My mom has always been an inspiration to me, so when she said she emailed me something for An Uncomfortable January, I knew it would be good. And it is. So, here is what makes my mom so very uncomfortable.
Someone once said grandchildren are like a tonic. No matter what’s wrong or how bad you feel, once you get with those little ones everything is okay. I’ve found that’s true. I love being with my grand-kids. Making cookies. Blowing bubbles. Playing games. Their laughter is music to my soul.
That’s how it should be when you’re a grandmother, right? I thought so. But then my peaceful, happy little grandmother world was blown apart. Friday night I attended a meeting of UnBound, an organization that fights human trafficking. Human trafficking is slavery. Sex slavery is one form of human trafficking. Many of them are children the age of my granddaughter. My beautiful, innocent granddaughter.
As I was getting ready Saturday morning my mind wandered to the things I had heard the night before. I realized as I was putting on my mascara that in Asia it was night time. Little girls were in dank, dark rooms being abused. Their bodies torn and bleeding. Their cries unanswered. It was then I discovered my mascara was not waterproof. Older girls have given up hope of ever leading a normal life. The brothel is their home. Their bodies are often racked with disease and their dreams of the future destroyed.
Trafficking is not something that just happens “over there”. It’s right here in Texas. Houston, San Antonio and Dallas are major cities for trafficking. UnBound has volunteers helping to fight trafficking. Women search the internet at night to find girls who are being “offered” locally. They gather information and turn it over to the authorities. Lawyers offer their assistance regarding legal matters. Other people pray. Many are involved in getting the word out about trafficking and what signs to look for. Although only a year old, UnBound has been able to participate in the rescue of 2 girls, one who had been moved to the border and was hours away from being taken to a brothel in Mexico.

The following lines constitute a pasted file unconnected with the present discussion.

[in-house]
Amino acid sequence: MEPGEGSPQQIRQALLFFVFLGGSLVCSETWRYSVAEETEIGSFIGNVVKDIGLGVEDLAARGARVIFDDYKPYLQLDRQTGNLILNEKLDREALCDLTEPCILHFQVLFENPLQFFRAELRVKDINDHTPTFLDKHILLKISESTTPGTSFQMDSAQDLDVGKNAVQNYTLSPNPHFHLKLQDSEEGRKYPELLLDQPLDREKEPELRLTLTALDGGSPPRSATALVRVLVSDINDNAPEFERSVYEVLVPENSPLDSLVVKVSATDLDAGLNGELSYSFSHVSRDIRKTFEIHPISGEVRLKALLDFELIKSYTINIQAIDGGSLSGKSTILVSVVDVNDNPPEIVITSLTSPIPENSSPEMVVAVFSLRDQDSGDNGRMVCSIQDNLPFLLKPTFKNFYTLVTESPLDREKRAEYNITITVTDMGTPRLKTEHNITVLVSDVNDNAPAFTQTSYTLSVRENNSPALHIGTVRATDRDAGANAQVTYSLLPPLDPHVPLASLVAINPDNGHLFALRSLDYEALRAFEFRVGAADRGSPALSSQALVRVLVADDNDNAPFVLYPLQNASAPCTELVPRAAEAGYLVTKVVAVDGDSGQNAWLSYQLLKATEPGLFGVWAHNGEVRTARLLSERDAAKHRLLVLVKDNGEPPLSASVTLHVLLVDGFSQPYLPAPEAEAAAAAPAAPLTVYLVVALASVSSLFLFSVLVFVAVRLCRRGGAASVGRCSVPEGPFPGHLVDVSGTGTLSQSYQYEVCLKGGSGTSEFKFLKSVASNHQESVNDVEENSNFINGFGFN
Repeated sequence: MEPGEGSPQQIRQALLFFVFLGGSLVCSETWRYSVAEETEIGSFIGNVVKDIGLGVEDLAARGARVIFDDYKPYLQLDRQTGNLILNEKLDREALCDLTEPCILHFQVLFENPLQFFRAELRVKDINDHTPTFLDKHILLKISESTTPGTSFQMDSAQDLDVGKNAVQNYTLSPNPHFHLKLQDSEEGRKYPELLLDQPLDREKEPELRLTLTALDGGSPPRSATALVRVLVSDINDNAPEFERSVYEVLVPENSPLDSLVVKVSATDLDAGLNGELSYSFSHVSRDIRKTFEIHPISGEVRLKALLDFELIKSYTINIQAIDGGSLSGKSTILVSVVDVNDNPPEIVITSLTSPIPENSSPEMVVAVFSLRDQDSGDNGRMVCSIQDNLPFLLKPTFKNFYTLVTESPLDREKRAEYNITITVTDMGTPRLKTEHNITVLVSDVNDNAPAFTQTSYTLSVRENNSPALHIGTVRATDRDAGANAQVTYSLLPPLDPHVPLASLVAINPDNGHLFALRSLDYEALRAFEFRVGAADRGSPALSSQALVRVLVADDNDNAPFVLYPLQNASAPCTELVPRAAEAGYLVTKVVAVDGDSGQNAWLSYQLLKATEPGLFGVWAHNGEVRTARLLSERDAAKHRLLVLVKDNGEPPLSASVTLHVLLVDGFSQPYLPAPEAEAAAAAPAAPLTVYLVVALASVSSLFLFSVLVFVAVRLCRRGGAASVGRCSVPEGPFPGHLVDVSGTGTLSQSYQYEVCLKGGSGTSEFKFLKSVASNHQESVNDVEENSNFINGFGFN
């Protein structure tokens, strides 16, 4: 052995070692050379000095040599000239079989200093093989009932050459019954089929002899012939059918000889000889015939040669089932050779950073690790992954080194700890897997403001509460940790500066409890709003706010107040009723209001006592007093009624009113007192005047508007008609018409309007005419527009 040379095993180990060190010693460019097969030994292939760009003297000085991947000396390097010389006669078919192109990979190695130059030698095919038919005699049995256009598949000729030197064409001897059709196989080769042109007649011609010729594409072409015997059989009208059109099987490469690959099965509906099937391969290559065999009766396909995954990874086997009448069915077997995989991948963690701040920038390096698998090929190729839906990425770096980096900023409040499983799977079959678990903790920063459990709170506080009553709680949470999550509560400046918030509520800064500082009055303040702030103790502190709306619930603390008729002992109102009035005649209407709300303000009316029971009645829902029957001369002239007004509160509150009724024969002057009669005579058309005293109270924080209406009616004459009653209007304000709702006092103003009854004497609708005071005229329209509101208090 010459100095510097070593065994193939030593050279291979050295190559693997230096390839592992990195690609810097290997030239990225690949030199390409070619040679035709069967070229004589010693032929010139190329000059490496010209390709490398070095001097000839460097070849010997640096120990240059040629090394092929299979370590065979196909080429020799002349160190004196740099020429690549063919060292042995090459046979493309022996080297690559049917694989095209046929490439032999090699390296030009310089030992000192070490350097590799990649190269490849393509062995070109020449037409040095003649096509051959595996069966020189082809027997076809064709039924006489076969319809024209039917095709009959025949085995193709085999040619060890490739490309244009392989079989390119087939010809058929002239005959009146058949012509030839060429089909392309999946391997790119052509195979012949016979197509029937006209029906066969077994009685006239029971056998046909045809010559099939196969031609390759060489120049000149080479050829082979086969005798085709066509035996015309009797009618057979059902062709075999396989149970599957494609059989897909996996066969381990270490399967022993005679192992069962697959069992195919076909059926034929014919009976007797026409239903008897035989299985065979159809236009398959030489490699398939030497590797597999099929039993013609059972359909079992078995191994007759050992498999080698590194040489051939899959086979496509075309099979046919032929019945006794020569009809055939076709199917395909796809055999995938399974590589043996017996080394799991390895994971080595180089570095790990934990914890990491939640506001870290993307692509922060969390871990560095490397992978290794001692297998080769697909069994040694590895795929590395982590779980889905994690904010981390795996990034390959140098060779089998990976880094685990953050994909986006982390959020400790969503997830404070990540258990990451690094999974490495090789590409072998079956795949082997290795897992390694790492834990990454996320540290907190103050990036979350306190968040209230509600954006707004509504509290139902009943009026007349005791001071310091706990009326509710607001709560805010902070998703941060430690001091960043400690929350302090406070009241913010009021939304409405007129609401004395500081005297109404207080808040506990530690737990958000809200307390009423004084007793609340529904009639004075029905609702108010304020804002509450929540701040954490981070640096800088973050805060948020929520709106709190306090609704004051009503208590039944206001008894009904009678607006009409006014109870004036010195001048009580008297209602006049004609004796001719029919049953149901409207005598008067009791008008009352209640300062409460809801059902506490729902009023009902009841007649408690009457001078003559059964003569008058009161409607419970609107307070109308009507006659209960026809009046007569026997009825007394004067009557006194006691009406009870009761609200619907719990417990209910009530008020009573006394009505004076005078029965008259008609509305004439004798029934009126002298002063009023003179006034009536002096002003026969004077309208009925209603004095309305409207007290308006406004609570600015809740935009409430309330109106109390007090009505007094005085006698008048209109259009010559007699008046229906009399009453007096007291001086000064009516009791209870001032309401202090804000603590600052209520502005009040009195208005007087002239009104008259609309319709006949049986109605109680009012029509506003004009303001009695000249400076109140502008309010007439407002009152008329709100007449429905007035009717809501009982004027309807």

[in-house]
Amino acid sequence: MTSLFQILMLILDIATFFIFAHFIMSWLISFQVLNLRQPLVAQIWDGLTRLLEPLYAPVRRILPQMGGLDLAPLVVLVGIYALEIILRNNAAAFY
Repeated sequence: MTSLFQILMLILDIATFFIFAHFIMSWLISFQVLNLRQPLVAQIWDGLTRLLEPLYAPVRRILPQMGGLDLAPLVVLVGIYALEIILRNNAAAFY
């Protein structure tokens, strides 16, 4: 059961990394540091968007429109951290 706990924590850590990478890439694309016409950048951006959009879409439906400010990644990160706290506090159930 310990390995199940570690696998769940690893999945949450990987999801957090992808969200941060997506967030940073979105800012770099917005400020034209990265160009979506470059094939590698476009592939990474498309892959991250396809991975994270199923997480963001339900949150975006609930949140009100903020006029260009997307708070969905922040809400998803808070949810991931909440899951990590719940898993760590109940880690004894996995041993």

There are approximately 27,000,000 slaves in the world today. For a visual, imagine an ariel view of the stadium packed with people during the Super Bowl. If you were to put all the victims of human trafficking in Super Bowl stadiums, you would fill 386 stadiums. Human trafficking is a $32 billion a year business. A business. Organized. Intentional. Destroying lives.
So what’s a grandmother to do? I don’t have a law degree. I don’t think I could handle searching the internet. But I can pray. I can educate others. I can keep my eyes open for signs that someone is being trafficked. The very words “human trafficking” make me uncomfortable. They intrude on my picture perfect idea of being a grandmother. But I don’t think I’ll ever look at my granddaughter again without thinking of other little girls, other peoples’ granddaughters, who are exploited. Desperately wanting to be rescued. Wanting a chance at a normal life. Unable to do it on their own. They need me. They need us. We cannot turn a blind eye.
There’s a story about a man walking along the ocean. In an unusual set of circumstances, hundreds of starfish had been washed up on the beach. They were dying. The man saw a little boy pick up a starfish, walk to the water and toss it in. Then he repeated it with another starfish, and another. The man chided the little boy, telling him there were hundreds of starfish.He could never save them all and, actually, it didn’t matter. As the boy tossed a starfish back into the water he replied, “I bet it matters to that one.”